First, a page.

“But here we are, still standing,” Boyko said, citing the Scripture passage in Matthew’s Gospel about building a house upon a solid foundation: “the rain fell, the floods came, the winds blew.”

GSCS’s solid foundation lies in the quality of education offered over the past 106 years, in the dedication and professionalism of staff (including many who were being honoured that day for long service), and especially in having Jesus Christ as the cornerstone, she added. “Because our foundation is faith and hope in Jesus our Saviour, we will weather the current storms and whatever comes at us in the future.”

Director of education Greg Chatlain also spoke about the challenges experienced by the school division in the past year, and described his growing realization that in a world buffeted by discouraging news of storms, tensions, terrorism, violence, displacement, and suffering, Catholic education is needed more than ever.

It is important not to lose sight of the big picture, he stressed. “We have a ton of work to do in ministry to our children, our youth, and our families during these times, to bring hope and a vision of a world of peace and joy.”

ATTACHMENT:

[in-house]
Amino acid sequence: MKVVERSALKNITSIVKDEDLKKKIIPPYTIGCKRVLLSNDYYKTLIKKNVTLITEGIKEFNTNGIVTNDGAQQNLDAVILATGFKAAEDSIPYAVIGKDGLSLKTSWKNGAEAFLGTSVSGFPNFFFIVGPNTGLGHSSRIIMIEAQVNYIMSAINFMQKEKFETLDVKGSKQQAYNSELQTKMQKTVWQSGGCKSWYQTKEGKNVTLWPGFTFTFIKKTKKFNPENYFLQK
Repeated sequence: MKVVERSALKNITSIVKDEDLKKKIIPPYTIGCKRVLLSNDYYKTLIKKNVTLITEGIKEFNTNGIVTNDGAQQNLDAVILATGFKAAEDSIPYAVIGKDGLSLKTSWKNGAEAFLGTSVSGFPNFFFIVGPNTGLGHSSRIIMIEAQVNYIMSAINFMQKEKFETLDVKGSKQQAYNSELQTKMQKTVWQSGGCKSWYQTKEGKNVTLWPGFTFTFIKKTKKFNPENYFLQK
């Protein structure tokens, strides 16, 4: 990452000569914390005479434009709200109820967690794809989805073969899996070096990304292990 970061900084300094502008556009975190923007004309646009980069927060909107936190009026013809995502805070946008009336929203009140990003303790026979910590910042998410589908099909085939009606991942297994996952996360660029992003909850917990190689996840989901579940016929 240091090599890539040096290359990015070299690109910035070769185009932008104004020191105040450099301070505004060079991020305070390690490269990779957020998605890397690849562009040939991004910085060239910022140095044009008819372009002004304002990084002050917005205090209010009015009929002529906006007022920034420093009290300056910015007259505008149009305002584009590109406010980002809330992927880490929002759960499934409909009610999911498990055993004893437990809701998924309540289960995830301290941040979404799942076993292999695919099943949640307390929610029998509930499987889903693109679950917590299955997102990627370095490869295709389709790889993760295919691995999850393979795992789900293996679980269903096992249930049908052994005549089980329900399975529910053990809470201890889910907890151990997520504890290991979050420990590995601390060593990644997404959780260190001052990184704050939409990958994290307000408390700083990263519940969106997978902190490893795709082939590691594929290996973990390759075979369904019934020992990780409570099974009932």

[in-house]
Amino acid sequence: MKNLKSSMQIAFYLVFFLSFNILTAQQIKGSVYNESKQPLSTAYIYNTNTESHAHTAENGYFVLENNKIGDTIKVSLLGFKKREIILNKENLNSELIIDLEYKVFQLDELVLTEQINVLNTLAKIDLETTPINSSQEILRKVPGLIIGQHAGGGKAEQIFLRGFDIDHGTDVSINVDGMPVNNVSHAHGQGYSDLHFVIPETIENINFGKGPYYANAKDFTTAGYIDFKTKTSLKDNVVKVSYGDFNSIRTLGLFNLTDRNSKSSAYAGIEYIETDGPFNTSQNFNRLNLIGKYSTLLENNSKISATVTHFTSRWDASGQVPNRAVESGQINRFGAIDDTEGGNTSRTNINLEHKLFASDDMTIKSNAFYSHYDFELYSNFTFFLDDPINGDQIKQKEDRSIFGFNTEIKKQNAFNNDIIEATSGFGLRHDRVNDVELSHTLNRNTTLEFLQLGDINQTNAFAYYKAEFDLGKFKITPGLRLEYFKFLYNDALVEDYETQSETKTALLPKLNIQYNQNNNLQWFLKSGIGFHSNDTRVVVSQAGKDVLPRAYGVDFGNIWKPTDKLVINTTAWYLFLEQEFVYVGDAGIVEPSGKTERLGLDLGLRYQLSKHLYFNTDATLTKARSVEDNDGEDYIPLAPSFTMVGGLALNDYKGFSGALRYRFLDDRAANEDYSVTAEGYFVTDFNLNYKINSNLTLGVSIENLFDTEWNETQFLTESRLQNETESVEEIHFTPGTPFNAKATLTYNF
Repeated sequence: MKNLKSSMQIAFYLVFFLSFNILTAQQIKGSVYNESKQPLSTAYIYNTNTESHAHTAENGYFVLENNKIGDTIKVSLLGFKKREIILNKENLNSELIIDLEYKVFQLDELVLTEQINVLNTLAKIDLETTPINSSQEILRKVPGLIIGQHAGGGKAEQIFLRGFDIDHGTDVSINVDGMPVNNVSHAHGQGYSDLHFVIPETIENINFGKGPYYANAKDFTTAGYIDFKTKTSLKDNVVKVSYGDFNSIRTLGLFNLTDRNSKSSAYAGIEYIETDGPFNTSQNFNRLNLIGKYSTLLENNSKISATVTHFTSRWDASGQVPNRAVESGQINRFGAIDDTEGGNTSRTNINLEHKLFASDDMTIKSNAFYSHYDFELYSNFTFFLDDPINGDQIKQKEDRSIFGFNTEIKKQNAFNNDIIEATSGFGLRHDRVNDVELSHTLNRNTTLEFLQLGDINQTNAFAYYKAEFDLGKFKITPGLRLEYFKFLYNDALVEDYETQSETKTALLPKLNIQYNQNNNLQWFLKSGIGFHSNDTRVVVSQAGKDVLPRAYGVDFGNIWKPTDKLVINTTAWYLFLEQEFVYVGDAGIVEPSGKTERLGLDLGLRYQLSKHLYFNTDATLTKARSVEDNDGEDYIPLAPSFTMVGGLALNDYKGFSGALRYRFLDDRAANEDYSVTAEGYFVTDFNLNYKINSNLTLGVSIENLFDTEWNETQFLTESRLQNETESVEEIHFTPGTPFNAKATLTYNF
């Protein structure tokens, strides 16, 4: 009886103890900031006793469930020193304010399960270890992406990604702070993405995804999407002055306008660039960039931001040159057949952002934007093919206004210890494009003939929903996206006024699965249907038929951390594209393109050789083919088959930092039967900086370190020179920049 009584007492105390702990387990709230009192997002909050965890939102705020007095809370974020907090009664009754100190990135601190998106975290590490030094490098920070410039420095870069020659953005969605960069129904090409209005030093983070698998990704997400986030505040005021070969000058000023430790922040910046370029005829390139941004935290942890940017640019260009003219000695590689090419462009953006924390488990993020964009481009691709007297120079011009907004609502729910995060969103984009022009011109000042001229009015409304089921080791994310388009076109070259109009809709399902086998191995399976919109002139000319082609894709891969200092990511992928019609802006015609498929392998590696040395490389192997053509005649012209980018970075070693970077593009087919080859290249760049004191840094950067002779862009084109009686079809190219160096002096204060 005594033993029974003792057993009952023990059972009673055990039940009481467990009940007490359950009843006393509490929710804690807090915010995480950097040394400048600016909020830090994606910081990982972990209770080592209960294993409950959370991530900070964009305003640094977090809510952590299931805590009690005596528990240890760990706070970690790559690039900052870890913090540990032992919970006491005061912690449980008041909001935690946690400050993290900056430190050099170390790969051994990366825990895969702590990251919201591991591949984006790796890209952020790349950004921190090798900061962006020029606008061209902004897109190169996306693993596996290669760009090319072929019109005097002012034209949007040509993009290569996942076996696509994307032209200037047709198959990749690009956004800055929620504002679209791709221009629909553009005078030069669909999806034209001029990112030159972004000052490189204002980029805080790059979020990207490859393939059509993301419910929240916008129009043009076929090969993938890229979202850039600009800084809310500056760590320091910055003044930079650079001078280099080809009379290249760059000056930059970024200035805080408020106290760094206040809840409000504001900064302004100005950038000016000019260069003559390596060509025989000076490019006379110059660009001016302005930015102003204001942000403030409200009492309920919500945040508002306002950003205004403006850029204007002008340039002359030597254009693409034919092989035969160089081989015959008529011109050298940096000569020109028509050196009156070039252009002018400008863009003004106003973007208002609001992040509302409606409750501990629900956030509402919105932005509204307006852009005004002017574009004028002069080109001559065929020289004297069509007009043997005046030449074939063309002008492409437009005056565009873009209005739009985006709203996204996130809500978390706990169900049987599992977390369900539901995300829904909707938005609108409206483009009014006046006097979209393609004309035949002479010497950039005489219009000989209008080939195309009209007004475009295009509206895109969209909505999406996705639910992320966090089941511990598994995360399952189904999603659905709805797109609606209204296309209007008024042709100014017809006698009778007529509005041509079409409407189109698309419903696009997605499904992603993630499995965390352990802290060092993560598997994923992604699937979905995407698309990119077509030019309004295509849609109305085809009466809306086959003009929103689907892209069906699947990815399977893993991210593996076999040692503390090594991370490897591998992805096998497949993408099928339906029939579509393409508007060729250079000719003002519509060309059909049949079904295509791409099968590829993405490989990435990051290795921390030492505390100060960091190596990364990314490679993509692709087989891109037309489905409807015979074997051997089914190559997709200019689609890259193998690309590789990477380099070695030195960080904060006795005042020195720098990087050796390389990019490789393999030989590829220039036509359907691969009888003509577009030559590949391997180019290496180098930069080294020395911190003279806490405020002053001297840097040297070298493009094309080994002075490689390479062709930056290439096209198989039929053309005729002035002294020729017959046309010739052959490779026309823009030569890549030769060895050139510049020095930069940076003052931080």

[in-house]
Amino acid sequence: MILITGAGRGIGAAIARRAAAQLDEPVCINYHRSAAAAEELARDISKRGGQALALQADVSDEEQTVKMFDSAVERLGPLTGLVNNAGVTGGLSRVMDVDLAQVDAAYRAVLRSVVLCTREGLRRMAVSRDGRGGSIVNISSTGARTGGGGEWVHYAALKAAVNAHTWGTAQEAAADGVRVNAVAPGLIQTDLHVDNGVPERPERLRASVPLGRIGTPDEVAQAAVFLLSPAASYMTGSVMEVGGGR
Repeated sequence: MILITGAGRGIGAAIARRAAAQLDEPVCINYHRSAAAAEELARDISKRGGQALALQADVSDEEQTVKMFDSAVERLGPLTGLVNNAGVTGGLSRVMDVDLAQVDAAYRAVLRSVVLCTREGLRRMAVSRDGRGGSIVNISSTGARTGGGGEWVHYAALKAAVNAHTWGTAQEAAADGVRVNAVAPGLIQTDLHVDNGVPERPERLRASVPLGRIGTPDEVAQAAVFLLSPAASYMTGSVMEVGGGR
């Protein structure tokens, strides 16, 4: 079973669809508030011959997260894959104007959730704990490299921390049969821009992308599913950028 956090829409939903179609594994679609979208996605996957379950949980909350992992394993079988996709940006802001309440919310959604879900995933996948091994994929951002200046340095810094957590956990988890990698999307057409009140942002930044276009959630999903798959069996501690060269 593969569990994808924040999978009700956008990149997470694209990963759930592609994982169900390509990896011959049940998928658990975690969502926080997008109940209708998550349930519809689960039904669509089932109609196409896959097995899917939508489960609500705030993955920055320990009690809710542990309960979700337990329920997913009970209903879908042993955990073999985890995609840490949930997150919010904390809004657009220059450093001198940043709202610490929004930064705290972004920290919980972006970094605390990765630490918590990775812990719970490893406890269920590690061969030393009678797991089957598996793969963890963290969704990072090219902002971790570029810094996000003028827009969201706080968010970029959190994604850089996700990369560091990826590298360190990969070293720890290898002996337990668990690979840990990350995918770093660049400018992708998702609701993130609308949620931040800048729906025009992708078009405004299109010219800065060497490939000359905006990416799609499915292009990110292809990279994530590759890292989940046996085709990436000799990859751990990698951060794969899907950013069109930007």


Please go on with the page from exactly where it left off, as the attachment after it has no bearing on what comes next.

“I am convinced that our mission is desperately needed now,” Chatlain continued. “How are our children to care for this world? How are they to make any sense of it? Our parents and our community need us, despite the storms that are all around us.”

Chatlain noted educational successes accomplished in the midst of all the challenges of last year — higher student reading levels; higher graduating rates, including for First Nations and Métis students; and higher levels of student engagement across the district. “Thanks to you — the face, the hands, the feet of Catholic education — we are making great strides,” he said. “I thank you for your dedication and commitment.”

Laurie Karwacki, chair of the GSCS Foundation that works in support of Catholic education, also provided an update about upcoming projects, including a new fund-raising campaign entitled “Come to the Table.”

“The threat to Catholic education is real,” she said. “What is our response?”

Keynote speaker Jansen then spoke and sang, bringing a joyful and energetic message of hope and inspiration to conclude the program. Through movement and song, she invited the group’s participation, sharing music, prayer, silence and sacred story.